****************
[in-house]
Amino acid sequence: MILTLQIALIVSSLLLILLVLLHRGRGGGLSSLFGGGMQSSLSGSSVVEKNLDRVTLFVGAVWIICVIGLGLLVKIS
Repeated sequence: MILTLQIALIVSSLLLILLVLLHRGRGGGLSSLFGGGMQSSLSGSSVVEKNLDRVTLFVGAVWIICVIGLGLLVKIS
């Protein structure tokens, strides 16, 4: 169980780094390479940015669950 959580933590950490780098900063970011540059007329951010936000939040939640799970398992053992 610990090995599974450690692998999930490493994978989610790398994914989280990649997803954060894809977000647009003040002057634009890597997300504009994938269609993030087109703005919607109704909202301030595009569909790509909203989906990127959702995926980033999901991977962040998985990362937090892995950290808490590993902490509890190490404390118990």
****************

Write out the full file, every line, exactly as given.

[in-house]
Amino acid sequence: MILTLQIALIVSSLLLILLVLLHRGRGGGLSSLFGGGMQSSLSGSSVVEKNLDRVTLFVGAVWIICVIGLGLLVKIS
Repeated sequence: MILTLQIALIVSSLLLILLVLLHRGRGGGLSSLFGGGMQSSLSGSSVVEKNLDRVTLFVGAVWIICVIGLGLLVKIS
């Protein structure tokens, strides 16, 4: 169980780094390479940015669950 959580933590950490780098900063970011540059007329951010936000939040939640799970398992053992 610990090995599974450690692998999930490493994978989610790398994914989280990649997803954060894809977000647009003040002057634009890597997300504009994938269609993030087109703005919607109704909202301030595009569909790509909203989906990127959702995926980033999901991977962040998985990362937090892995950290808490590993902490509890190490404390118990």